Optimizing bowtie2 read alignment on a computer cluster

More cores doesn’t always mean higher performance. Aligning paired end illumina reads to a reference genome can be performed in bowtie2 with multiple cores using the -p option. Other people haven’t found much of a performance gain above 8 cores, but results can differ between systems. Here, I’ll take a look at what seems to work fastest on the cluster I have access to; 4, 8, 16 or 32 cores (anything above 32 will probably take too long to queue on the cluster as it’s usually quite busy).

  1. Start by making a bash script to time and run bowtie2 to align some reads to a reference genome. Paste the following into bowtietest.sh
            # usage: bowtietest.sh /path/to/RefereceIndexed /path/to/forwardreads.fastq.gz /path/to/reversereads.fastq.gz /path/to/output.sam <number of threads>
            (time /panhome/shearn/bin/bowtie2-2.2.7/bowtie2 -p $nodes -x $reference -1 $forward -2 $reverse -S $output."$nodes") > "$output"."$nodes"time.log

    Here, we specify a number of arguments during execution of the script, including nodes/cores. The bowtie2 alignment will be output as usual, alongside a logfile that will tell us how long the alignment took. Note that the reference has already been indexed, and one must specify the location of bowtie2. Make sure to make the script executable with:

            chmod +x bowtietest.sh
  2. The cluster I have access to handles job submission with Torque and Maui. So next we can write a PBS script that will allow us to submit multiple jobs that utilize varying numbers of cores. Paste the following into bowtietest.pbs
            #PBS -l walltime=24:00:00
            #PBS -o /path/to/output/log/
            #PBS -e /path/to/error/log/
            /path/to/bowtietest.sh $reference $forward $reverse $output $nodes

    Make sure to make the script executable with:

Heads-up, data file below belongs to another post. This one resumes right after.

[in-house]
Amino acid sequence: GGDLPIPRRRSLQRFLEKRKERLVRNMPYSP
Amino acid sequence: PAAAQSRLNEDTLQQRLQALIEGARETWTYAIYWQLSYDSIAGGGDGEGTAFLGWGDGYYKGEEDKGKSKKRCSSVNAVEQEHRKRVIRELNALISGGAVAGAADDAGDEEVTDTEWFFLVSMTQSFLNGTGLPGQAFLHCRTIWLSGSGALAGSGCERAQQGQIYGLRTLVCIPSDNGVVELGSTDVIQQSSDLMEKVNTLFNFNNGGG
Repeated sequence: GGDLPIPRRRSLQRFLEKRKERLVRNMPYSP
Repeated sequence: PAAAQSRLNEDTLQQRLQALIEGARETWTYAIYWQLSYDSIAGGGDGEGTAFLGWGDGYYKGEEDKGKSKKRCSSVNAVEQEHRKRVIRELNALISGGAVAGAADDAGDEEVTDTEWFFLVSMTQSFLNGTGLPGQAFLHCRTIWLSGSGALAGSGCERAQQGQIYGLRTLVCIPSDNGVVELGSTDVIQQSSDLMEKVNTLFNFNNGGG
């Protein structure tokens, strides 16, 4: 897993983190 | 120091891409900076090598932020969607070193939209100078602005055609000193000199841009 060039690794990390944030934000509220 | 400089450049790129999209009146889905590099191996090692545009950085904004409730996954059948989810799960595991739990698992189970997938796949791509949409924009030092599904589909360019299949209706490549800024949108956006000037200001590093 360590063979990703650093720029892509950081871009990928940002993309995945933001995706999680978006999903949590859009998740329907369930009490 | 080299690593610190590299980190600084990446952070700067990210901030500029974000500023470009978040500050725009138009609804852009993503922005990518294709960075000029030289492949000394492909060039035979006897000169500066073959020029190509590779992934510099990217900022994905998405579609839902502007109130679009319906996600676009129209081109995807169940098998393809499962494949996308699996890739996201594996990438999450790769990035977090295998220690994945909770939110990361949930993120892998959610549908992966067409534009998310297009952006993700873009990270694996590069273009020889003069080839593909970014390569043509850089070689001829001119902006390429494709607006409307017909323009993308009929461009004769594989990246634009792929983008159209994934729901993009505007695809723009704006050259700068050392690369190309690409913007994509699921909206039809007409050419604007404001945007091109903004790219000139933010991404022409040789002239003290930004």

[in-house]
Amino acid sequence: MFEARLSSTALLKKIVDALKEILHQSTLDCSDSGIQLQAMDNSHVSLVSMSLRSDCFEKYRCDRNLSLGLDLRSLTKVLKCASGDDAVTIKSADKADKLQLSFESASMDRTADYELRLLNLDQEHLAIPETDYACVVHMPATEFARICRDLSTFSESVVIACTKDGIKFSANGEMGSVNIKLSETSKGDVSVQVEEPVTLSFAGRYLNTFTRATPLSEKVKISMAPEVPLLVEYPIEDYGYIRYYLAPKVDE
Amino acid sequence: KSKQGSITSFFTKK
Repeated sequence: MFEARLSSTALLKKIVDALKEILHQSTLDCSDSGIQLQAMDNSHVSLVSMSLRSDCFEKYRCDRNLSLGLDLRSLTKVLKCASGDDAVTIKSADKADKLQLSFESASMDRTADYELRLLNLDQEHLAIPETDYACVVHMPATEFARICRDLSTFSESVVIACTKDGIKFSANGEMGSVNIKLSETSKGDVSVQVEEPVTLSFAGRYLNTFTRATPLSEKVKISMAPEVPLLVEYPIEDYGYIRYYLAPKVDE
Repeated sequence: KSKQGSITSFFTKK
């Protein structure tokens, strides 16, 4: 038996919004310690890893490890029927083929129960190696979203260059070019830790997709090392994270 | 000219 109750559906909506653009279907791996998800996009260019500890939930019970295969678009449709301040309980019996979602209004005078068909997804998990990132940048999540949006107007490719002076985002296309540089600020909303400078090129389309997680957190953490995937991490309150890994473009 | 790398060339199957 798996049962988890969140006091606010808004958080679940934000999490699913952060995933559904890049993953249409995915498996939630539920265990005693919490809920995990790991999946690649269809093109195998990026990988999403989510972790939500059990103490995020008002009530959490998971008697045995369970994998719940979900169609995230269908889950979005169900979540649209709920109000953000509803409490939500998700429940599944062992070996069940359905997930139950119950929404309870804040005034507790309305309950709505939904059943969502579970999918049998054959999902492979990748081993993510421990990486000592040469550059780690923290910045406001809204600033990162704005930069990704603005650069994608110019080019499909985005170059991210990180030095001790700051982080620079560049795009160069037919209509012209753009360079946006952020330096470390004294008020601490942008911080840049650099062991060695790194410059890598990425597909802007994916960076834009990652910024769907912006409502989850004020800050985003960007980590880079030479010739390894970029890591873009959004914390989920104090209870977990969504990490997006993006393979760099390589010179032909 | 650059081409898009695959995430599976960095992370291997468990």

chmod +x bowtietest.pbs
  3. Now we can run bowtietest.pbs a number of times, passing different parameters to the variables we specified. In particular we want to increase the number of cores, trying to keep the total memory quota about the same (at the time I had two .fastq.gz files that were about 24gb each.
            qsub -v forward=/path/to/forwardreads.fastq.gz,reverse=/path/to/reversereads.fastq.gz,reference=/path/to/indexedreference,output=/path/to/reads.sam,nodes=4 -l nodes=1:ppn=4,mem=6gb bowtietest.pbs
            qsub -v forward=/path/to/forwardreads.fastq.gz,reverse=/path/to/reversereads.fastq.gz,reference=/path/to/indexedreference,output=/path/to/reads.sam,nodes=8 -l nodes=1:ppn=8,mem=4gb bowtietest.pbs
            qsub -v forward=/path/to/forwardreads.fastq.gz,reverse=/path/to/reversereads.fastq.gz,reference=/path/to/indexedreference,output=/path/to/reads.sam,nodes=16 -l nodes=1:ppn=16,mem=3gb bowtietest.pbs
            qsub -v forward=/path/to/forwardreads.fastq.gz,reverse=/path/to/reversereads.fastq.gz,reference=/path/to/indexedreference,output=/path/to/reads.sam,nodes=32 -l nodes=1:ppn=32,mem=3gb bowtietest.pbs
  4. Once the jobs have finished, there should be four lots of output files in the directory specified. The files for each job should be stamped with the number of cores. For example if we want to know how long the job using 4 cores took we could open reads.sam.4time.log . If we plot all of the results we can see that time is still decreasing even at 32 cores.
    Keep in mind that if the cluster is really busy, the queue time for 32 cores may outweigh this improvement and it could be better to go with 16 cores.

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